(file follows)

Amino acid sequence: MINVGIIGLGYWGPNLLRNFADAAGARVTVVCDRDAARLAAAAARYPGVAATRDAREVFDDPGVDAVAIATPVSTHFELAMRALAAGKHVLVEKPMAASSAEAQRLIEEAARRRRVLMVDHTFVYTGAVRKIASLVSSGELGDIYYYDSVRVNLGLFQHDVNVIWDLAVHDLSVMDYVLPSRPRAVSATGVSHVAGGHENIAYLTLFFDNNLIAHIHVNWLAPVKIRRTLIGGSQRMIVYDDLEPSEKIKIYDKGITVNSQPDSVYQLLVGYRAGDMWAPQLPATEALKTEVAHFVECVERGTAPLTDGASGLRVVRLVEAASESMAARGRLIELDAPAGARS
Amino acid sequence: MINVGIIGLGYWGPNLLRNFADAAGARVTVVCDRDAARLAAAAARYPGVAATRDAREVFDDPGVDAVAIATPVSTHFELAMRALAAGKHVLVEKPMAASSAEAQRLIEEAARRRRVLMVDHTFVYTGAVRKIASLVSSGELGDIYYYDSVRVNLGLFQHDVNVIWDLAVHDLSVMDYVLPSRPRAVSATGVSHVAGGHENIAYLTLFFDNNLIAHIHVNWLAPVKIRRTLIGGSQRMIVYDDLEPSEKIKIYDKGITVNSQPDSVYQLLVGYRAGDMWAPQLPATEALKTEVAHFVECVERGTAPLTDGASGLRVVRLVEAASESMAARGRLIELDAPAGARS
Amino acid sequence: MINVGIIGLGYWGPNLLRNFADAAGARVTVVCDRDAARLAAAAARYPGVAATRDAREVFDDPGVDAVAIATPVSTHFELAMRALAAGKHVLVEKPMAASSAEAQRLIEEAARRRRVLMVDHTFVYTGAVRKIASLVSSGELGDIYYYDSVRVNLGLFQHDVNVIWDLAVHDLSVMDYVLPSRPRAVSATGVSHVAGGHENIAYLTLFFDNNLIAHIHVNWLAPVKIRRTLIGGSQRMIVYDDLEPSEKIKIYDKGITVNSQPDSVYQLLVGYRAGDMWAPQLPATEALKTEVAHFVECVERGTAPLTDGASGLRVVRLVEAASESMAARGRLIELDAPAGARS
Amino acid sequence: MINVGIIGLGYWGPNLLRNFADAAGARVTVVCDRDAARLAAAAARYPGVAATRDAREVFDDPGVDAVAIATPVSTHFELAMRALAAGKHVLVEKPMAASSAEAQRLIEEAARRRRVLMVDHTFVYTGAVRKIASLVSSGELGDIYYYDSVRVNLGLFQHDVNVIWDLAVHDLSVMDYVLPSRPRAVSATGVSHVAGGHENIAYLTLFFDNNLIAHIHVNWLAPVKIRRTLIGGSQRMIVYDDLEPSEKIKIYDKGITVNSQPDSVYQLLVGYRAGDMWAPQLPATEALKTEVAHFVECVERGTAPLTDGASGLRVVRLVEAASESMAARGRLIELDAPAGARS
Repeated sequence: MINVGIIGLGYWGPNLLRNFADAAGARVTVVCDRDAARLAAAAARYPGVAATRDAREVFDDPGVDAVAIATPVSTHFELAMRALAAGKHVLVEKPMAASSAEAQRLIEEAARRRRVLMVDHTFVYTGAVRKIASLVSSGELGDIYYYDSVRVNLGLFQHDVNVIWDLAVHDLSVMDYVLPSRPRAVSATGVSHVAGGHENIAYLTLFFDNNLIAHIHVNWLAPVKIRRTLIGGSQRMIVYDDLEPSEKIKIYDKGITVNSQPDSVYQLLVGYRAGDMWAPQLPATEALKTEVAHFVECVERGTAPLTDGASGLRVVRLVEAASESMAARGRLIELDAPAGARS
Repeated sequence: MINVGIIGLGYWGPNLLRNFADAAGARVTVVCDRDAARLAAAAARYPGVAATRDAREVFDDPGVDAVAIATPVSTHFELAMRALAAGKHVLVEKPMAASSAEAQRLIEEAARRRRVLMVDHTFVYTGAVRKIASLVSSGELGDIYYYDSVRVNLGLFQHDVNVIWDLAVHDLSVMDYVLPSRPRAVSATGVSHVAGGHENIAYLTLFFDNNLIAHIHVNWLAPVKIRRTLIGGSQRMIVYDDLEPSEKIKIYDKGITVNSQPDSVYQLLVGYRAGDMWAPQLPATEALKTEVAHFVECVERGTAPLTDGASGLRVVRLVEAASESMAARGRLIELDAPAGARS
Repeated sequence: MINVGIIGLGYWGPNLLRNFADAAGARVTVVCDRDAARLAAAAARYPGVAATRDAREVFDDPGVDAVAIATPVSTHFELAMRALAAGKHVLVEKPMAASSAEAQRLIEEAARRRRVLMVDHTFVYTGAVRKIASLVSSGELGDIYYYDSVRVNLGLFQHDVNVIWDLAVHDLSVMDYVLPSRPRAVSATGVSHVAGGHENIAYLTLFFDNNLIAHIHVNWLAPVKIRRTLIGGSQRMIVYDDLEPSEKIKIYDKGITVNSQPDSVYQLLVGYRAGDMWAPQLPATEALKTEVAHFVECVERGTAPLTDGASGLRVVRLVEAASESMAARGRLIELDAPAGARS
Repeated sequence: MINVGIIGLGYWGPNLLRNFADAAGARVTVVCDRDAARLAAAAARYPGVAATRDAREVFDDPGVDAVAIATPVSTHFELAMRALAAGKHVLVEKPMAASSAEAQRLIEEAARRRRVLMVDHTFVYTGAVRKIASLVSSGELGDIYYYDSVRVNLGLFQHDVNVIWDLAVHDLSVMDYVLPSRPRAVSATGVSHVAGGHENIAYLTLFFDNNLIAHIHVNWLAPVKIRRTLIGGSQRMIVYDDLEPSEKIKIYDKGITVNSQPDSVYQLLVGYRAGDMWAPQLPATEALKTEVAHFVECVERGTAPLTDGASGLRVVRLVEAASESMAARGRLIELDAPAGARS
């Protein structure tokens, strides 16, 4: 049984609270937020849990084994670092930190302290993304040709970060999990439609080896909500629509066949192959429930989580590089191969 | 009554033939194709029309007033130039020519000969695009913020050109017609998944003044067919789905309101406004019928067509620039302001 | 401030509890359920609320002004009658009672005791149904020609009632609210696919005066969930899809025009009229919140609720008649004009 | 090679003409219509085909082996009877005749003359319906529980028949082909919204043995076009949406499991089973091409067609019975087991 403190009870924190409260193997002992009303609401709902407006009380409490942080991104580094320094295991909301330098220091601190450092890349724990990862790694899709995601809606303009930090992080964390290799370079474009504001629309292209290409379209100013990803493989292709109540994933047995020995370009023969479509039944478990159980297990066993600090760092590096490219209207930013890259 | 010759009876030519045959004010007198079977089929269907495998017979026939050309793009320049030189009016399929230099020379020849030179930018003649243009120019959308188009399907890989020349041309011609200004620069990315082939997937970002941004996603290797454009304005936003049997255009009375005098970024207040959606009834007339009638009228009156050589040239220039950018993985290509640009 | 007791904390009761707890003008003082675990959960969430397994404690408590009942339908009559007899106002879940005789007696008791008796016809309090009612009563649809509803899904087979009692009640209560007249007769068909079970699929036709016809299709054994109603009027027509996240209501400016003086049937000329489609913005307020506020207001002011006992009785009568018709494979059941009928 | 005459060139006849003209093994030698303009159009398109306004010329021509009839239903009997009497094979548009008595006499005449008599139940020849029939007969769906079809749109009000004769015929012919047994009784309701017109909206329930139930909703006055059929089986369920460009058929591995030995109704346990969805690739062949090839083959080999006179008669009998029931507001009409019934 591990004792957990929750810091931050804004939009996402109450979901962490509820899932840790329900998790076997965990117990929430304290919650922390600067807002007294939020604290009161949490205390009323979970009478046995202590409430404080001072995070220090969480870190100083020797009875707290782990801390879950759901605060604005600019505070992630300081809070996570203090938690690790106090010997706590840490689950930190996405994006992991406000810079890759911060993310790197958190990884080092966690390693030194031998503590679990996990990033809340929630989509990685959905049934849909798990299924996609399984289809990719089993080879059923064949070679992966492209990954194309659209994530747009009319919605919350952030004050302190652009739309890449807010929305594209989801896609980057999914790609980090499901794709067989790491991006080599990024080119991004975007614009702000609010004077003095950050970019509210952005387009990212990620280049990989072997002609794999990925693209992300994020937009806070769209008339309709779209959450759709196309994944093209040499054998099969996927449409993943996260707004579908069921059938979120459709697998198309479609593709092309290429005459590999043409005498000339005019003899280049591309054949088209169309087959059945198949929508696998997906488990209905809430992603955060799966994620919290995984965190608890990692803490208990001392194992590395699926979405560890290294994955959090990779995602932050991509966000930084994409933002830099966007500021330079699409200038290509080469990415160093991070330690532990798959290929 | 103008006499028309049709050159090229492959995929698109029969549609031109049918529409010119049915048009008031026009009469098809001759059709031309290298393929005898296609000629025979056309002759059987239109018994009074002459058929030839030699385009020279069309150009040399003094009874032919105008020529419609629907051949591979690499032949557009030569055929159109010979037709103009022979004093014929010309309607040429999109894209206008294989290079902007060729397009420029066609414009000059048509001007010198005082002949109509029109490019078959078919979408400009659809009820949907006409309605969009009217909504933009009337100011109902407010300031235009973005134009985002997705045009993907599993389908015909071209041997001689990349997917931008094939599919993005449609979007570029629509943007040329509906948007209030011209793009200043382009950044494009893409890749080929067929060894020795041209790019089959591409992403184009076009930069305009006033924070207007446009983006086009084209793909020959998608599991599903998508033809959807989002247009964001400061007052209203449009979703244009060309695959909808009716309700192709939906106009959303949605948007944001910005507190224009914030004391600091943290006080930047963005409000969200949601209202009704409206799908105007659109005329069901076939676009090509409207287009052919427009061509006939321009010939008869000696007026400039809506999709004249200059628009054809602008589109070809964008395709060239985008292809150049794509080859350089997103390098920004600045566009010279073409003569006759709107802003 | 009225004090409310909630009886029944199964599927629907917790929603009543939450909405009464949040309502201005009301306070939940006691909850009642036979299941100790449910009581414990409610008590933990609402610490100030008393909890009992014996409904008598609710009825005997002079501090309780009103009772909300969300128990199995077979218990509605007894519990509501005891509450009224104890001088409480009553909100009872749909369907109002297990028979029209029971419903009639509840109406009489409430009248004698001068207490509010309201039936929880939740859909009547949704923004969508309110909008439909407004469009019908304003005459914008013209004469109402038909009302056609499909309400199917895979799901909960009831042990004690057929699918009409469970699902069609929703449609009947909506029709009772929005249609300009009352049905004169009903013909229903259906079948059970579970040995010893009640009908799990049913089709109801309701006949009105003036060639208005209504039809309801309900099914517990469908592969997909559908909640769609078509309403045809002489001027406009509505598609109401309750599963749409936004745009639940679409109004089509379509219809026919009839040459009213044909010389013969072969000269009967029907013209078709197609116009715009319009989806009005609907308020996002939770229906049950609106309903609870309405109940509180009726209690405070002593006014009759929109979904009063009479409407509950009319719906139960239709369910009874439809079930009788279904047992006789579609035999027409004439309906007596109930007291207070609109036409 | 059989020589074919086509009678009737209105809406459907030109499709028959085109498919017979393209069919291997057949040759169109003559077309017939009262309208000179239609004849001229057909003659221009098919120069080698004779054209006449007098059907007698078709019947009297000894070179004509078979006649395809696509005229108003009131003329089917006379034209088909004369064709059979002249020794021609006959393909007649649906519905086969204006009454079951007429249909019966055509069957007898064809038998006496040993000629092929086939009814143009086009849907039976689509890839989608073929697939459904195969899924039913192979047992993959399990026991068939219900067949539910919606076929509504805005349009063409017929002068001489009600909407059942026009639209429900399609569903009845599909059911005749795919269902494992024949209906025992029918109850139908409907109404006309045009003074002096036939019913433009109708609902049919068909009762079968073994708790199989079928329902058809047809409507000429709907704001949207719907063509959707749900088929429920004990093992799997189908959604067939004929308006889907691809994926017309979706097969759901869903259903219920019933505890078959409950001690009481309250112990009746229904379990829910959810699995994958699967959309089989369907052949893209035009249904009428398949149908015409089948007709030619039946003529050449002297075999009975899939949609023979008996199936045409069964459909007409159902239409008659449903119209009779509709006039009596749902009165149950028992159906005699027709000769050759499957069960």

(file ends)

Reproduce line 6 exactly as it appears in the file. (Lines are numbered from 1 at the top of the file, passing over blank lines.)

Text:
Repeated sequence: MINVGIIGLGYWGPNLLRNFADAAGARVTVVCDRDAARLAAAAARYPGVAATRDAREVFDDPGVDAVAIATPVSTHFELAMRALAAGKHVLVEKPMAASSAEAQRLIEEAARRRRVLMVDHTFVYTGAVRKIASLVSSGELGDIYYYDSVRVNLGLFQHDVNVIWDLAVHDLSVMDYVLPSRPRAVSATGVSHVAGGHENIAYLTLFFDNNLIAHIHVNWLAPVKIRRTLIGGSQRMIVYDDLEPSEKIKIYDKGITVNSQPDSVYQLLVGYRAGDMWAPQLPATEALKTEVAHFVECVERGTAPLTDGASGLRVVRLVEAASESMAARGRLIELDAPAGARS